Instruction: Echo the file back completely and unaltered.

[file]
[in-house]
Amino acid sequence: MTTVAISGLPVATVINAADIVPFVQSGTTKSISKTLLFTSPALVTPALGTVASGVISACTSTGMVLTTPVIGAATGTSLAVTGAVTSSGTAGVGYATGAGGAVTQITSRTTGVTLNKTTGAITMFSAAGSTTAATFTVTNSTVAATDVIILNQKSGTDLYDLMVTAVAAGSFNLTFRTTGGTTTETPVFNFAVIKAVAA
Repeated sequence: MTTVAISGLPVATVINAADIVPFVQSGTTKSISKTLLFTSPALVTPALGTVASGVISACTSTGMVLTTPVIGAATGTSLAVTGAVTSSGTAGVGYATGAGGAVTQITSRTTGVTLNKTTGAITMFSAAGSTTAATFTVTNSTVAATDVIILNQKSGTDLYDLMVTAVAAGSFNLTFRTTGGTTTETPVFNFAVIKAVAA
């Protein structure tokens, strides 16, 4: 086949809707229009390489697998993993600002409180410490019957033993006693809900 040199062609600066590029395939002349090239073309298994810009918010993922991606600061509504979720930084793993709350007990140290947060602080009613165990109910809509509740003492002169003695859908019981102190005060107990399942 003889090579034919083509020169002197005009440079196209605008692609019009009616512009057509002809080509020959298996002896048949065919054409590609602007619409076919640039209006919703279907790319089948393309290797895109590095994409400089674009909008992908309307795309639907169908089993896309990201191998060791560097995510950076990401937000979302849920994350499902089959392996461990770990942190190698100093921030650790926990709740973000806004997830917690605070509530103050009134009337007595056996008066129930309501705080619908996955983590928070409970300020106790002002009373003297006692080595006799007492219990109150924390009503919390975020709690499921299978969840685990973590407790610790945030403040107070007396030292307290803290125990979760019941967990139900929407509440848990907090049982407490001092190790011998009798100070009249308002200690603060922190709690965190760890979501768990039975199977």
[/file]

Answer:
[in-house]
Amino acid sequence: MTTVAISGLPVATVINAADIVPFVQSGTTKSISKTLLFTSPALVTPALGTVASGVISACTSTGMVLTTPVIGAATGTSLAVTGAVTSSGTAGVGYATGAGGAVTQITSRTTGVTLNKTTGAITMFSAAGSTTAATFTVTNSTVAATDVIILNQKSGTDLYDLMVTAVAAGSFNLTFRTTGGTTTETPVFNFAVIKAVAA
Repeated sequence: MTTVAISGLPVATVINAADIVPFVQSGTTKSISKTLLFTSPALVTPALGTVASGVISACTSTGMVLTTPVIGAATGTSLAVTGAVTSSGTAGVGYATGAGGAVTQITSRTTGVTLNKTTGAITMFSAAGSTTAATFTVTNSTVAATDVIILNQKSGTDLYDLMVTAVAAGSFNLTFRTTGGTTTETPVFNFAVIKAVAA
């Protein structure tokens, strides 16, 4: 086949809707229009390489697998993993600002409180410490019957033993006693809900 040199062609600066590029395939002349090239073309298994810009918010993922991606600061509504979720930084793993709350007990140290947060602080009613165990109910809509509740003492002169003695859908019981102190005060107990399942 003889090579034919083509020169002197005009440079196209605008692609019009009616512009057509002809080509020959298996002896048949065919054409590609602007619409076919640039209006919703279907790319089948393309290797895109590095994409400089674009909008992908309307795309639907169908089993896309990201191998060791560097995510950076990401937000979302849920994350499902089959392996461990770990942190190698100093921030650790926990709740973000806004997830917690605070509530103050009134009337007595056996008066129930309501705080619908996955983590928070409970300020106790002002009373003297006692080595006799007492219990109150924390009503919390975020709690499921299978969840685990973590407790610790945030403040107070007396030292307290803290125990979760019941967990139900929407509440848990907090049982407490001092190790011998009798100070009249308002200690603060922190709690965190760890979501768990039975199977």